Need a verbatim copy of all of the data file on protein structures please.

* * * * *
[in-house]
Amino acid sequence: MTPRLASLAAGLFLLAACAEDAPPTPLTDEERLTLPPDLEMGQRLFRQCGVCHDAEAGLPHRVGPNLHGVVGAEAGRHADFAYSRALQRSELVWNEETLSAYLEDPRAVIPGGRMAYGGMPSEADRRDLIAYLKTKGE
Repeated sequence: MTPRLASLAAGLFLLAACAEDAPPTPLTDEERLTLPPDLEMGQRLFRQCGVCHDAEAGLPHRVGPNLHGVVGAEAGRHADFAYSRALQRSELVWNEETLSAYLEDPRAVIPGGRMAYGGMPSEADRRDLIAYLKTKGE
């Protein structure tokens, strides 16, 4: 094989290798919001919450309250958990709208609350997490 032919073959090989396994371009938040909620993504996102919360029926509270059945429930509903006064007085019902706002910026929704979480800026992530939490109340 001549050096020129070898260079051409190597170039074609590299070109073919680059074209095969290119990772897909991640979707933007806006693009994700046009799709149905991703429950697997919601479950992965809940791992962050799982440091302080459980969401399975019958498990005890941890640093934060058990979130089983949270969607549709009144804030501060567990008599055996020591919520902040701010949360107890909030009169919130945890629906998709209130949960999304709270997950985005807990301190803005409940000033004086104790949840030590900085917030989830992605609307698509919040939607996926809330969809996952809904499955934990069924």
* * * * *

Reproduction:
[in-house]
Amino acid sequence: MTPRLASLAAGLFLLAACAEDAPPTPLTDEERLTLPPDLEMGQRLFRQCGVCHDAEAGLPHRVGPNLHGVVGAEAGRHADFAYSRALQRSELVWNEETLSAYLEDPRAVIPGGRMAYGGMPSEADRRDLIAYLKTKGE
Repeated sequence: MTPRLASLAAGLFLLAACAEDAPPTPLTDEERLTLPPDLEMGQRLFRQCGVCHDAEAGLPHRVGPNLHGVVGAEAGRHADFAYSRALQRSELVWNEETLSAYLEDPRAVIPGGRMAYGGMPSEADRRDLIAYLKTKGE
């Protein structure tokens, strides 16, 4: 094989290798919001919450309250958990709208609350997490 032919073959090989396994371009938040909620993504996102919360029926509270059945429930509903006064007085019902706002910026929704979480800026992530939490109340 001549050096020129070898260079051409190597170039074609590299070109073919680059074209095969290119990772897909991640979707933007806006693009994700046009799709149905991703429950697997919601479950992965809940791992962050799982440091302080459980969401399975019958498990005890941890640093934060058990979130089983949270969607549709009144804030501060567990008599055996020591919520902040701010949360107890909030009169919130945890629906998709209130949960999304709270997950985005807990301190803005409940000033004086104790949840030590900085917030989830992605609307698509919040939607996926809330969809996952809904499955934990069924």